Zero trust, a cybersecurity model whereby no devices are trusted on the network by default, is taking the world by storm. According to a new report from identity management firm Okta, zero trust has increased in priority for more than three-quarters (78 percent) of businesses.
Today, almost all companies (90 percent) are working on a zero trust initiative, up from 41 percent a year ago. Among European companies, nine in ten have either fully implemented the strategy, or have plans to do so in the coming months. Two years ago, it was a priority for less than a fifth (18 percent) of firms.
To make zero trust a reality, many firms needed extra funds. In total, 82 percent of businesses in Europe have increased their budgets for zero trust, and no firms have dropped their budget.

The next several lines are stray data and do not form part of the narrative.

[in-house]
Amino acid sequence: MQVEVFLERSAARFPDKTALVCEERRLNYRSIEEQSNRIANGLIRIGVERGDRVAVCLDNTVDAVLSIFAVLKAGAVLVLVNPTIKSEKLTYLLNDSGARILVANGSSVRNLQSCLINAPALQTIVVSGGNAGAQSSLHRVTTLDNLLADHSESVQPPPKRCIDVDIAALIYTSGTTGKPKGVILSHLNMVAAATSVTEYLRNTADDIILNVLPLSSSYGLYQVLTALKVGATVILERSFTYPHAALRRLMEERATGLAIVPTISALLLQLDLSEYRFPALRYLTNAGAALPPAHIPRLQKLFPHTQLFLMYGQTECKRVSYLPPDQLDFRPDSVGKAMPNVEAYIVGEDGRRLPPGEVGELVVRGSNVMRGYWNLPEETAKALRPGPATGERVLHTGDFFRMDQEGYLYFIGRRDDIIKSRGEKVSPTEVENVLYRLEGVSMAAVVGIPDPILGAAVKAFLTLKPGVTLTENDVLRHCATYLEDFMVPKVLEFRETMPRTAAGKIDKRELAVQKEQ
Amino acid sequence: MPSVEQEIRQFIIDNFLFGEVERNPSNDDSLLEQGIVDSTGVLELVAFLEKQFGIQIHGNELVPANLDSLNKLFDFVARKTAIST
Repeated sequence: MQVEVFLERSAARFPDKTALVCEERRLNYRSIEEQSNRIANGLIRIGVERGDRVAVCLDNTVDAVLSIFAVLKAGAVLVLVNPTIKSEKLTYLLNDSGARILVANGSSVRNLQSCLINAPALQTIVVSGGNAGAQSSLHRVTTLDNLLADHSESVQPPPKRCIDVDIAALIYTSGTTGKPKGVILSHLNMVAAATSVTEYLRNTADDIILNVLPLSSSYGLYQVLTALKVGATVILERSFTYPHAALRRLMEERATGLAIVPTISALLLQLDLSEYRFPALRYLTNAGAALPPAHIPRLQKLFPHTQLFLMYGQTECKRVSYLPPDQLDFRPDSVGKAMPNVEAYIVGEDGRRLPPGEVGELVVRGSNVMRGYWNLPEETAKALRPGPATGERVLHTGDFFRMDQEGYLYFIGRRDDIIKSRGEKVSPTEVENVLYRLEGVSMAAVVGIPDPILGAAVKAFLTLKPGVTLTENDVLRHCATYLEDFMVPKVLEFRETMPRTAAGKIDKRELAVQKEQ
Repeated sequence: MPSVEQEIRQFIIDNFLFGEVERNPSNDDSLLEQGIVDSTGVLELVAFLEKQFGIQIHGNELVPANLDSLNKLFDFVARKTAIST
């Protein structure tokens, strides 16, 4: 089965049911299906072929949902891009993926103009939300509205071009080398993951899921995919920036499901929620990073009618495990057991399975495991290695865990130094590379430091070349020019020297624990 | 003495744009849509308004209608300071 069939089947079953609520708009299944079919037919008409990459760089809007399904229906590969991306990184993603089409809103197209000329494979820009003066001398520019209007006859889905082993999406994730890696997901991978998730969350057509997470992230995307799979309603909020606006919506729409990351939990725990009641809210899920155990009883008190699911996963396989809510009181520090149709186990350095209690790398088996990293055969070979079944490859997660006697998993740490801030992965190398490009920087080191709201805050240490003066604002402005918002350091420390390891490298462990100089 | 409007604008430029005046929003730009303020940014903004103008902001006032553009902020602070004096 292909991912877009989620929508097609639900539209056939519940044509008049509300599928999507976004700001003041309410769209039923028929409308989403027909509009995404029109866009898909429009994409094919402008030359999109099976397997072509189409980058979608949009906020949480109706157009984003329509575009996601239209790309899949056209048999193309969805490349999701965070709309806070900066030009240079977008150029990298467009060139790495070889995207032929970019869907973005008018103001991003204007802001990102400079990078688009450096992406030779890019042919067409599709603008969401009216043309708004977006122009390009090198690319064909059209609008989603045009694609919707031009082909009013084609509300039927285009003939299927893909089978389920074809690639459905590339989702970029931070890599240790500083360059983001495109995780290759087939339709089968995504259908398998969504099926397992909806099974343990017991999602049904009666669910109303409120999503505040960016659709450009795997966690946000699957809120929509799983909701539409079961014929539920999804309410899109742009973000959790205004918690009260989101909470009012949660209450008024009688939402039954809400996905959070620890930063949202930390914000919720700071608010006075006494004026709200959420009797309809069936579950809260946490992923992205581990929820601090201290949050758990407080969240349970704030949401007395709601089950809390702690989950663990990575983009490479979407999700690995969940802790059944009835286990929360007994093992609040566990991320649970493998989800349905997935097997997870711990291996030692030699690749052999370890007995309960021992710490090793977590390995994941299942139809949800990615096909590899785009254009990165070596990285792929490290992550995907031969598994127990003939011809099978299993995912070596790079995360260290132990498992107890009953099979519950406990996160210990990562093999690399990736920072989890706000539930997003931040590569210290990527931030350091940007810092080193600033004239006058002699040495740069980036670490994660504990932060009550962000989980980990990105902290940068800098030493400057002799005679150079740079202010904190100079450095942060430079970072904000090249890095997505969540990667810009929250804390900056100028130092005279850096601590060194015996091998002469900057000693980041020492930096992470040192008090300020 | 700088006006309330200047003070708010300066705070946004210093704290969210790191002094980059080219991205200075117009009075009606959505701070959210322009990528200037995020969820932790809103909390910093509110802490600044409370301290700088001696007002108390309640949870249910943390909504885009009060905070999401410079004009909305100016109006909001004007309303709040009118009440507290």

Based on a poll of more than 600 global security leaders, the Okta report claims the pandemic has made companies “more security conscious” and forced their hand when it comes to the adoption of zero trust. Of all the different industries, financial services, healthcare and software are seeing the most significant progress, it was said.
Mature security factors - including biometrics, one-time passwords and push notifications - have already made their way into European businesses, with the rest of the world following closely, the report concludes. Biometric technology is “skyrocketing” globally, with 45 percent of global companies using it as a high assurance factor.
However, implementing zero trust is not without its own challenges, with respondents citing concerns over costs, technology gaps and stakeholder buy-in.
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